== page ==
Large Equipment area

Finally, at 9:30, doors open to fellow twin club members, who get a half-hour jump start on the general public.  The line at 9:29 was well out the door.

Line to get in

Shopping is barely-controlled chaos.  No lie, nearly seven hundred people came. Unreal. The large equipment area was a madhouse.  There were four cashiers just in our part of the sale, probably another six or eight at the main exit.  The whole thing was mobbed, from toddler clothing all the way back to bouncy seats.  It was hot, it was loud, it was crowded. I won’t lie, every time I saw someone buying something of mine, I heard a little “cha-ching!” in my head. But I tried not to do too obvious of a happy dance.

Shopping chaos

It was a particularly busy and successful sale, maybe because it was a nice day out, maybe because of the crappy economy.  But there was still a line to get in at 10:30, and there was still a line to pay at noon.  It was non-stop.  It’s fun, but completely exhausting, to work the sale.  By the time it ends at 1PM, you’ve worked a fairly grueling 7-hour shift.  But hey, you get to hang out with your MOT friends, get rid of all of your stuff, and make a little cash in the meantime.

End of the sale

And yes, that last picture is what the large equipment area looks like at 12:15.  If you want a stroller or a cozy coupe, you’d better get your ass there bright and early.

As a shopper, there are bargains that can’t be beat.  Strollers for less than half their retail price. Nearly-new high chairs for $30.  Books for 50 cents, toddler jeans for three bucks.  You can probably score a whole season’s worth of clothing for under $40.  As a seller, you not only get to unload a truckload of gear and old clothing, but even after the 10% of proceeds that go to the club, you can make a nice bit of money.

When the doors closed at 1PM, I scoured the remnants of the tables for anything of mine that didn’t sell.  All I could find was one toy and a couple of assorted items of clothing (maybe 10 shirts out of the huge tub I had brought in).  I took one cute outfit of Rebecca’s home, and put the rest in the big bags to be donated.  Because I had worked Friday setup, I thankfully didn’t have to stay for the entirety of cleanup.  I got home, took some ibuprofen, and all but collapsed into bed.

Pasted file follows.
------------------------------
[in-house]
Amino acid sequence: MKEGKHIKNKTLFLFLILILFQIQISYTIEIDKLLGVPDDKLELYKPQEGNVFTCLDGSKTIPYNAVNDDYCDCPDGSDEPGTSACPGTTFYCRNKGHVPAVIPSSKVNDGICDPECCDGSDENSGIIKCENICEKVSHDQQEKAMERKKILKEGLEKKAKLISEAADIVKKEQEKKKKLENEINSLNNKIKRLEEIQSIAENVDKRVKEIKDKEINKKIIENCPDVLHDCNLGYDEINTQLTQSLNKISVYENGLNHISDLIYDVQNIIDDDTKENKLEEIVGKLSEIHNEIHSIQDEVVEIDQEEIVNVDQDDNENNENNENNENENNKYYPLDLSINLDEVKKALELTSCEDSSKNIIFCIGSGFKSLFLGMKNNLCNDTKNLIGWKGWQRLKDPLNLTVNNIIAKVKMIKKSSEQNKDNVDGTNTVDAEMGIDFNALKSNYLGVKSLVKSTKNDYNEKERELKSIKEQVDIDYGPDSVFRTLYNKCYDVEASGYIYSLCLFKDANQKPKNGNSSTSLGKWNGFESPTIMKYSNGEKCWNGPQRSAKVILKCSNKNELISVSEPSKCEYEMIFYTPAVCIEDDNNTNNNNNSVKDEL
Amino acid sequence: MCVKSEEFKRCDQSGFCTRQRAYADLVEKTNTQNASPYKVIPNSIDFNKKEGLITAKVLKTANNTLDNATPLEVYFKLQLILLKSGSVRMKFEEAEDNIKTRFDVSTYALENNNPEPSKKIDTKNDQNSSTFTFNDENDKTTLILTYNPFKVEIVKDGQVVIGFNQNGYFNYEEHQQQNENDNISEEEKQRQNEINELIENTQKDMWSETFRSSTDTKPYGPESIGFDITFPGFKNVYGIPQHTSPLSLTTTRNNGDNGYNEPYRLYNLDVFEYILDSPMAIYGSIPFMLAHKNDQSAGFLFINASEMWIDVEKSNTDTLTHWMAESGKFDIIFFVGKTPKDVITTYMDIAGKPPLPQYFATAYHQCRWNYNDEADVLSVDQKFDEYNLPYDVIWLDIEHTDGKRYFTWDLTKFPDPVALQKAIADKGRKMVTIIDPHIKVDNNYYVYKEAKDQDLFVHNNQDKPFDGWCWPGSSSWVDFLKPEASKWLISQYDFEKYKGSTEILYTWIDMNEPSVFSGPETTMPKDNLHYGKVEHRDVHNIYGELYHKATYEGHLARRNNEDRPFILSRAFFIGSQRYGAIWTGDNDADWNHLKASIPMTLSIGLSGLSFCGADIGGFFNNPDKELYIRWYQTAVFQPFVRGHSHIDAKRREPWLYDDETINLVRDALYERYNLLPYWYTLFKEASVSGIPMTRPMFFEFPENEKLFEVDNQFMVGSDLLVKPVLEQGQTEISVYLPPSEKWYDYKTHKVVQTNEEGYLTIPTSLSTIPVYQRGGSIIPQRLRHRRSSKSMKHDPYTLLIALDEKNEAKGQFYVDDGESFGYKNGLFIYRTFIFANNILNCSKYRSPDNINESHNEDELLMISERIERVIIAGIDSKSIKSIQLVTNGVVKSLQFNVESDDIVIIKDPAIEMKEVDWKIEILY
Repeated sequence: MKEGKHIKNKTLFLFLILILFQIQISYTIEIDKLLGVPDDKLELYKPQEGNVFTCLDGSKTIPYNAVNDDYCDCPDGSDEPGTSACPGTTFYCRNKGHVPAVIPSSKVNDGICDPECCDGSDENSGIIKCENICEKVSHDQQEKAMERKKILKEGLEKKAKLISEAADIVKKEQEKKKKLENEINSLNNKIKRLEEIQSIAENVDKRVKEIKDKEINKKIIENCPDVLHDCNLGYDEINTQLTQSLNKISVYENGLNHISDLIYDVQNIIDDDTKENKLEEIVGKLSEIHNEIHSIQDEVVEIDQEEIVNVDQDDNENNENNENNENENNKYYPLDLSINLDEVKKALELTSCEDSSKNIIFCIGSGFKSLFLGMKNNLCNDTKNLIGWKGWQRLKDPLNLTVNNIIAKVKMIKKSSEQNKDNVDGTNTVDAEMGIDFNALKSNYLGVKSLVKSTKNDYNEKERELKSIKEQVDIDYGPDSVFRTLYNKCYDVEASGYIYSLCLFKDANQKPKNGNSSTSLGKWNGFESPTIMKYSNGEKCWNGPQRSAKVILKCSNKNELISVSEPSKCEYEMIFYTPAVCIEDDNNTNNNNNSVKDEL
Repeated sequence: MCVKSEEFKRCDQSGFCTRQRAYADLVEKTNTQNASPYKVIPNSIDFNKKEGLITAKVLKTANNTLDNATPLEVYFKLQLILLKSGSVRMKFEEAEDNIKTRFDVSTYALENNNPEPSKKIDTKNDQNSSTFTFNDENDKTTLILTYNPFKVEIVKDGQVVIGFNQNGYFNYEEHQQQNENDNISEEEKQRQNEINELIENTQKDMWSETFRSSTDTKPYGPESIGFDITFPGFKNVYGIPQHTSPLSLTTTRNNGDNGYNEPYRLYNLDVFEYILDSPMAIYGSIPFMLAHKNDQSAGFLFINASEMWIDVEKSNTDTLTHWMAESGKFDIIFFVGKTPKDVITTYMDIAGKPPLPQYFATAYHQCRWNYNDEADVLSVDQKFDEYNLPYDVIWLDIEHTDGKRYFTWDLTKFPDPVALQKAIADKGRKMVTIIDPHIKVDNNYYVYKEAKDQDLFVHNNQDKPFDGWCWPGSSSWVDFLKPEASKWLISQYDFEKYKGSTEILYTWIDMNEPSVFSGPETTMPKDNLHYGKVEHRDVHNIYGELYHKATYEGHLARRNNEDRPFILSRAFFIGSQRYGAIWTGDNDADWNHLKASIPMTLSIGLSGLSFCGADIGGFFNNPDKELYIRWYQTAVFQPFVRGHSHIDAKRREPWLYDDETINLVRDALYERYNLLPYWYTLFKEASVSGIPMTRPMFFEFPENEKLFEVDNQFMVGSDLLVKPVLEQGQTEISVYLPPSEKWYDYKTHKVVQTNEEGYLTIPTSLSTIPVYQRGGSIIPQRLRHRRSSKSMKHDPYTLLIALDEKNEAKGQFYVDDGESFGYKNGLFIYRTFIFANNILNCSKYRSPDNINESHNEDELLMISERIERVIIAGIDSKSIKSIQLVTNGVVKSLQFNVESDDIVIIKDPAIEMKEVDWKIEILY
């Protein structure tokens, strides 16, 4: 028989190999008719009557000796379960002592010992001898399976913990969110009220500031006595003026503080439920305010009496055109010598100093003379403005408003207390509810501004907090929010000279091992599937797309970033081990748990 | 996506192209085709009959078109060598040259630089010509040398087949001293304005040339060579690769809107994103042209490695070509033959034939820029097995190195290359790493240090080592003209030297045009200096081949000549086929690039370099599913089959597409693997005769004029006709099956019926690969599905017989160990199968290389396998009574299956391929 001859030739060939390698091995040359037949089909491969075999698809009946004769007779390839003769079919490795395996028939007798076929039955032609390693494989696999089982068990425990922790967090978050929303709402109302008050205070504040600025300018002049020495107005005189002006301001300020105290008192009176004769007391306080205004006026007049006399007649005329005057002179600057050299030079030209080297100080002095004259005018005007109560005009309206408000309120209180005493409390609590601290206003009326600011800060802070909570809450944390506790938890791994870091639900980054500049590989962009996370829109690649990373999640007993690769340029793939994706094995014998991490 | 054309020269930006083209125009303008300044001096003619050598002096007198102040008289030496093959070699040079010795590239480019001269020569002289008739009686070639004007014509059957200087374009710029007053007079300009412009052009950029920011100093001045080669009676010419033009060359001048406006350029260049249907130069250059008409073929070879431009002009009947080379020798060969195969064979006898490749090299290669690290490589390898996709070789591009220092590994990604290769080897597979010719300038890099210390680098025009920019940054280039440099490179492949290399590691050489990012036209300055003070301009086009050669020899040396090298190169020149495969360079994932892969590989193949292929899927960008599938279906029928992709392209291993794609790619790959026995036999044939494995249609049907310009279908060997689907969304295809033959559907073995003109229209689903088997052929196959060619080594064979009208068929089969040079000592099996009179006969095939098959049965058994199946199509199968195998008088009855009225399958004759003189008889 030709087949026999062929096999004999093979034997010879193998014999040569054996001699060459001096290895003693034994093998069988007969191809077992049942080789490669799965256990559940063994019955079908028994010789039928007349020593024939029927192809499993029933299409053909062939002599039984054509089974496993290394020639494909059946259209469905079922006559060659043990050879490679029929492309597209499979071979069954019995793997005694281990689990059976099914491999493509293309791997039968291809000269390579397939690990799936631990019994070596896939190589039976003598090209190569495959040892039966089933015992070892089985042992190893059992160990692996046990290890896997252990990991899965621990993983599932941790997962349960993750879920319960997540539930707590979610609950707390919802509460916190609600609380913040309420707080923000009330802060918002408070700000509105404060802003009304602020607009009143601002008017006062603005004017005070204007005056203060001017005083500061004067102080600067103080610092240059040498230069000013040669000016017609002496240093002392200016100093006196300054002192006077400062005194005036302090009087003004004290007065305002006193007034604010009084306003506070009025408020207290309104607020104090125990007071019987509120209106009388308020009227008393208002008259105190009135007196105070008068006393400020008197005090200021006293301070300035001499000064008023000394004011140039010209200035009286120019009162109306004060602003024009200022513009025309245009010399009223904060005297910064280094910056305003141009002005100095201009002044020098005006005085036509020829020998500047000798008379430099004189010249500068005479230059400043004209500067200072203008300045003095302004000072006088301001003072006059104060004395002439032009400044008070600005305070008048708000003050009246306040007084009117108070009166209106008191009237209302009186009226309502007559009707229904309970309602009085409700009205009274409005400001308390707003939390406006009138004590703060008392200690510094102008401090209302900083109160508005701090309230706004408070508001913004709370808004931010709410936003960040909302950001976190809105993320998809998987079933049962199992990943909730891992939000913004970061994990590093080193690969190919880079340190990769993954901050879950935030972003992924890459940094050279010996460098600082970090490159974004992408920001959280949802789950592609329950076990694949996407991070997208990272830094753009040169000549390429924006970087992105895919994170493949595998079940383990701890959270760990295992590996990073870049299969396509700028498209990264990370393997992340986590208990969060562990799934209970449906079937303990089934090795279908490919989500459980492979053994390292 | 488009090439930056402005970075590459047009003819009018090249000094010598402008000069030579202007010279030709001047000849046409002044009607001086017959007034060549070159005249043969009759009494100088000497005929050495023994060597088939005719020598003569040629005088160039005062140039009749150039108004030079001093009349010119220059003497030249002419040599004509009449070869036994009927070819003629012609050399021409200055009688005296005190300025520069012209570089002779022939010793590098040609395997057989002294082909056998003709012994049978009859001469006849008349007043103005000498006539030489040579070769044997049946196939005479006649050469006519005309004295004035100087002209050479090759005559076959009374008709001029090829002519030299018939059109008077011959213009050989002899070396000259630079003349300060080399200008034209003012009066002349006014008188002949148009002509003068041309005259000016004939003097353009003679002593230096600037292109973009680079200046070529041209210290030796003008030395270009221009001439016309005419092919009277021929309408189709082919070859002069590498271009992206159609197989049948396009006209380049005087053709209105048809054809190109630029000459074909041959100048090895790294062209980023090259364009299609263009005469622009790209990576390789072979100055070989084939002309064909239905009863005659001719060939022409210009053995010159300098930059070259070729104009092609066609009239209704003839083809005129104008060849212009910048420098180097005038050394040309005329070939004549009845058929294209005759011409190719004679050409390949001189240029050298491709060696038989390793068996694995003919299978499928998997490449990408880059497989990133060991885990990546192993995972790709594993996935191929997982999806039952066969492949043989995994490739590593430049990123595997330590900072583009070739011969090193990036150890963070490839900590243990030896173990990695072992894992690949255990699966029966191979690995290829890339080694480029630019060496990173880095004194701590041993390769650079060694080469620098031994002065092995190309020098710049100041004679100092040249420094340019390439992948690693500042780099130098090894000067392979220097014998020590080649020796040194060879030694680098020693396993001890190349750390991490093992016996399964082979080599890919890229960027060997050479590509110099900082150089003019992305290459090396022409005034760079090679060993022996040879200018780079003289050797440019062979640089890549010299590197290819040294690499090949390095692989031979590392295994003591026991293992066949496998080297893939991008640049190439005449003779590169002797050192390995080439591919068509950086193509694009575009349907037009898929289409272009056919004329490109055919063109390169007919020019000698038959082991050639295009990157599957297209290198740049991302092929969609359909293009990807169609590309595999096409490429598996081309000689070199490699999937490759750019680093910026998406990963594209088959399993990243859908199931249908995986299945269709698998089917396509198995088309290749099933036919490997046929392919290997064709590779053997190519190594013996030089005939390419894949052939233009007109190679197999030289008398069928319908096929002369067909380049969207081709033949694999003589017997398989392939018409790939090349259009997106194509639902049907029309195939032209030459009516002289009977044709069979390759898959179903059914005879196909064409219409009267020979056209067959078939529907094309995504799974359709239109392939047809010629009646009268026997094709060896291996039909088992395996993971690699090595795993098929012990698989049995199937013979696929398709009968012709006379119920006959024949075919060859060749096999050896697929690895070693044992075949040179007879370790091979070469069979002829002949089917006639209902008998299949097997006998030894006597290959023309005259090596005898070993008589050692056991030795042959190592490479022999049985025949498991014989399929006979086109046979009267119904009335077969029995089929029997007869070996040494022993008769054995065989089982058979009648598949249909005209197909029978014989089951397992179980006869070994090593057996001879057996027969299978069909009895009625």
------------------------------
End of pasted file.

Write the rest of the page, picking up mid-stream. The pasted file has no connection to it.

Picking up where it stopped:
It was a good day.

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You've gotta have friends…

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Categories Infants, Mommy IssuesTags , 6 Comments

I want to share with you one of my biggest regrets about becoming a twin mom that I would totally change if I had a do-over. Not joining a twin club! I heard about them. I even had a nurse at my OB’s office hand me a flyer for the twin club her daughter, also a mom of twins, belonged to. But nooooo, I couldn’t see the benefit at the time. Some background: I have two sets of twins, yes, but I also have another child who is turning thirteen this year. I’d already BEEN a mommy for eight whole years by the time my older twins were born, so I said to myself, “This ain’t my first rodeo!”

But the truth is, having twins is totally different, and I really had no support system in place other than my husband. I had no other mommy friends with little babies, and didn’t know anyone else with twins. Looking back and knowing what I know now, that was a drag. I could have been making friends with other twin mommies, joining playgroups, going to a meeting every month with other mommies, AWAY from my kids…I just didn’t want to be bothered with it. And I was actually a little scared to show up at a meeting, because I wasn’t sure what to expect!

When my oldest was a toddler, we tried to integrate into a couple of different playgroups, and I ended up just withdrawing from the women and doing my own thing, because…they were all psycho. The groups were completely cliquish, and it felt like high school all over again. I was really gunshy about joining any sort of mother’s group after that.